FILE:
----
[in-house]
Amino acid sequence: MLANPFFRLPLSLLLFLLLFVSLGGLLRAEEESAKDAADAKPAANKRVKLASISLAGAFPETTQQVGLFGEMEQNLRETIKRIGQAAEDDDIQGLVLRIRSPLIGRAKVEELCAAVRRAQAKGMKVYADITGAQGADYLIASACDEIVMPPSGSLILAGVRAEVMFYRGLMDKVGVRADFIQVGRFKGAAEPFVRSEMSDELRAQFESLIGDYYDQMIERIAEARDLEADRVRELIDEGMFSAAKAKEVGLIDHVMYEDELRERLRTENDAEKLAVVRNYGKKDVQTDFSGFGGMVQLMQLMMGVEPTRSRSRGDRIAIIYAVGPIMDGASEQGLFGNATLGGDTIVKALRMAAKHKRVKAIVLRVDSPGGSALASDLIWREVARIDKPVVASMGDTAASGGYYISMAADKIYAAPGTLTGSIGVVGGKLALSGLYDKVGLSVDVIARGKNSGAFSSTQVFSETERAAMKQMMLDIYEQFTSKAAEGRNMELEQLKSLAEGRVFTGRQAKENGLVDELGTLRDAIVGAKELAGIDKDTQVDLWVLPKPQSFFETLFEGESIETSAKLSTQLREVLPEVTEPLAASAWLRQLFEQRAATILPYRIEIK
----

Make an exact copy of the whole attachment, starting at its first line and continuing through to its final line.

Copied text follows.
[in-house]
Amino acid sequence: MLANPFFRLPLSLLLFLLLFVSLGGLLRAEEESAKDAADAKPAANKRVKLASISLAGAFPETTQQVGLFGEMEQNLRETIKRIGQAAEDDDIQGLVLRIRSPLIGRAKVEELCAAVRRAQAKGMKVYADITGAQGADYLIASACDEIVMPPSGSLILAGVRAEVMFYRGLMDKVGVRADFIQVGRFKGAAEPFVRSEMSDELRAQFESLIGDYYDQMIERIAEARDLEADRVRELIDEGMFSAAKAKEVGLIDHVMYEDELRERLRTENDAEKLAVVRNYGKKDVQTDFSGFGGMVQLMQLMMGVEPTRSRSRGDRIAIIYAVGPIMDGASEQGLFGNATLGGDTIVKALRMAAKHKRVKAIVLRVDSPGGSALASDLIWREVARIDKPVVASMGDTAASGGYYISMAADKIYAAPGTLTGSIGVVGGKLALSGLYDKVGLSVDVIARGKNSGAFSSTQVFSETERAAMKQMMLDIYEQFTSKAAEGRNMELEQLKSLAEGRVFTGRQAKENGLVDELGTLRDAIVGAKELAGIDKDTQVDLWVLPKPQSFFETLFEGESIETSAKLSTQLREVLPEVTEPLAASAWLRQLFEQRAATILPYRIEIK